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March 09, 2017

Hey, Louisiana: If They Can Do Porn, Why Can't They Dance?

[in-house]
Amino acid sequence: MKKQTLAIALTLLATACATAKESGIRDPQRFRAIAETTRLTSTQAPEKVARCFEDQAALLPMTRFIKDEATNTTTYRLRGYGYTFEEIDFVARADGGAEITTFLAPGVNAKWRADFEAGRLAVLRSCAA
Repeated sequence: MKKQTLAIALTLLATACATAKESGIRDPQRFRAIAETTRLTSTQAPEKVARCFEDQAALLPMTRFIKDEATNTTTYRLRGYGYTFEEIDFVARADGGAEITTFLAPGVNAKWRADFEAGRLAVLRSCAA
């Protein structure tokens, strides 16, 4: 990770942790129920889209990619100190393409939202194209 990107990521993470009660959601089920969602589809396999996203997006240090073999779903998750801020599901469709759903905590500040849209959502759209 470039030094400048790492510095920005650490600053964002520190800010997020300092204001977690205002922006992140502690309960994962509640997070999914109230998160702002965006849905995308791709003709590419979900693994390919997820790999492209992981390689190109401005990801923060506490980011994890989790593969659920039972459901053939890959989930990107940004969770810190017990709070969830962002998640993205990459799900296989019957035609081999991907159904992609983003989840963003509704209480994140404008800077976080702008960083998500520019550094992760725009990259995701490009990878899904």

BATON ROUGE, La.—As pretty much everyone in the adult industry must know by now, despite occasional claims to the contrary, it is not illegal to shoot sexually explicit content in any of the 50 United States. This includes, of course, Louisiana—and all it takes to get a Bayou State gal (or guy) legally in front of the XXX cameras is a government-issued ID certifying that the person is over 18 years of age. At that point, she can engage in oral, vaginal and anal acts while partially dressed or even completely nude. What she can't legally do, however, is get up on a stage in a Louisiana bar and take off her clothes, thanks to an amendment passed by the Louisiana legislature passed last June, to take effect August 1, 2016—or at least, that was the case before three dancers filed a lawsuit challenging the statute, and a judge blocked its enforcement last October. Specifically, the law states, "Subject to the provisions of Subsection D of this Section, entertainers whose breasts or buttocks are exposed to view shall perform only upon a stage at least eighteen inches above the immediate floor level and removed at least three feet from the nearest patron and shall be twenty-one years of age or older." Everything except the part in italics has been existing law in the state for several years; it's the "twenty-one years of age or older" that was added in June. (Funny story: One of those jackasses, state Sen. Kenny Havard, had also wanted to amend the law to set a maximum age of 28 for the dancers and a maximum weight of 160 pounds, but for some reason[!], that change was voted down.) The lawsuit by Jane Does I, II and III, filed September 22, 2016, targets Commissioner Juana Marine-Lombard of the Louisiana Office of Alcohol and Tobacco Control under 42 U.S. Code §§1983 and 1988, charging that, "under color of any statute, ordinance, regulation, custom, or usage, of any State or Territory or the District of Columbia," Marine-Lombard violated the dancers' civil rights to practice their profession. "Act No. 395 introduces age-based restrictions to Louisiana Revised Statutes 26:90(E) and 286(E) which did not exist prior to the enactment of Act No. 395," the Does' complaint charges. "Specifically, Act No. 395 prohibits adults who have reached the age of majority in Louisiana but who have not yet reached the age of twenty-one from performing as erotic dancers in establishments that are licensed pursuant to Title 26 of Louisiana’s Revised Statutes." While the bill's author, Sen. Ronnie Johns, stated during consideration of the bill that it is "strictly an anti-human trafficking bill," the suit quotes other Louisiana legislators who clearly had a different motive. "Representative Robby Carter, a supporter of Act No. 395, commented during a legislative session: 'We need to do something to get these people [to] recognize that there’s another way of living, you know. I wish there was something we could do to make them [erotic dancers] go to church or something,'" the complaint states. "Representative Beryl Amedee, another supporter of Act No. 395, made the following statement to the Louisiana House of Representatives: 'Now I know a lot of people in the room are thinking of their daughters, their younger sisters, perhaps, and they’re thinking, "well I don’t want my daughter doing that." But think about the girls who do these jobs, who don’t have a dad, who don’t have a big brother, who would say "I really don’t want you doing that for a living, I don’t want you in that environment." ... [Act No. 395 is] about trying to protect people from being in environments where they’re going to be taken advantage of.'" But if there's one thing that should be obvious in the 21st century, it's that adult women don't want to be "protected" from their own choices by legislators with their own agendas. One legislator who did seem to "get it" was Rep. Julie Stokes, who stated during the debate over Act 395, "Looking out over this body [the House of Representatives], I’ve never been more repulsed to be part of it. I can’t even believe the behavior in here. I think we need to call an end to this. I hear derogatory comments about women in this place regularly, I hear and I see women get treated differently than men .... That was utterly disrespectful and disgusting." The complaint goes on to give personal details about each plaintiff, noting that one "began dancing at age eighteen"; that prior to her work as an erotic dancer, she "helped care for her disabled mother," working "multiple retail jobs that required her to work between 90-120 hours per week to meet her financial obligations." However, as an erotic dancer in New Orleans, she "sets her own work schedule," "highly values the scheduling control her vocation allows her, and she enjoys expressing herself through dancing" and "is able to earn enough money to meet her financial obligations, and put a portion of her income into a[n] ... Individual Retirement Account," which she was unable to do prior to working as a dancer. The other two plaintiffs have similar stories. One of the plaintiffs' primary arguments in the case is that the age restriction on dancers runs afoul of the First Amendment's guarantee of freedom of expression, which the U.S. Supreme Court stated, in its 1991 decision in Barnes v. Glen Theatre and in 2000, in City of Erie v. Pap's AM, applies to erotic dance—not to mention Louisiana's own Constitution, which "guarantees the same liberties granted by the First Amendment, and is designed to serve the same purpose and provide at least coextensive protection." The suit also challlenges the law as being overbroad, since it would prevent 18, 19 and 20-year-olds from appearing nude in mainstream theater productions or other non-dance venues if the venue served alcohol. The plaintiffs also argue that the law violates their Fourteenth Amendment rights of due process and equal protection. "Act No. 395 denies Plaintiffs the ability to engage in protected free expression on the basis of age, and serves no compelling, substantial, or otherwise sufficient government interest permitting or justifying these constitutional violations, nor does it serve any such interests in an adequately tailored manner," the complaint says. "Moreover, Act No. 395 serves no rational basis for discriminating against Plaintiffs on the basis of their age. Although the so-called purpose of Act No. 395 is to reduce human trafficking, there is no evidence that the Act’s age restrictions will have any impact on human trafficking." Just yesterday, U.S. District Judge Carl Barbier issued his "Order and Reasons" for having issued the preliminary injunction blocking the law back in October. In his 41-page decision, the judge found that while Act 395 appears to be a "content-neutral restriction," and even though the state provided "sufficient evidence" that dancers under 21 years of age are at greater risk of falling prey to pimps and the like if they dance nude, the statute was nonetheless overbroad, in that it could apply to mainstream theatrical or dance productions in venues where the performers would be in no danger from outsiders. "[T]he overbreadth doctrine of the First Amendment permits a facial challenge when 'a substantial number of [a statute’s] applications are unconstitutional, judged in relation to the statute’s plainly legitimate sweep'," the judge opined. "Plaintiffs have demonstrated a likelihood of success on their overbreadth claim because there is little doubt that Act No. 395 sweeps up a fair amount of constitutionally protected speech. Although overbreadth protections are more limited for conduct than speech, Act No. 395 still violates the First Amendment because it proscribes nudity for women younger than twenty-one in more settings than those where the risk of human trafficking is present. Act No. 395 could result in eighteen to twenty year-olds being precluded from participating in theater or similar artistic productions if such participation entails nudity." The judge similarly found that the prohibition against exposing "breasts and buttocks" appeared to be unconstitutionally vague, and that the plaintiffs' rights would be "irreparably harmed" by enforcement of the statute. What will happen next is unclear, as the state may decide to amend the statute to cure its problems, or it may proceed to trial. If it adopts the latter strategy, its first step is likely to appeal Judge Barbier's decision to the Fifth Circuit Court of Appeals which, while generally conservative, nonetheless struck down Texas' ban on sex toy sales in Reliable Consultants v. Earle, and so may be disposed to look favorably on the dancers' arguments.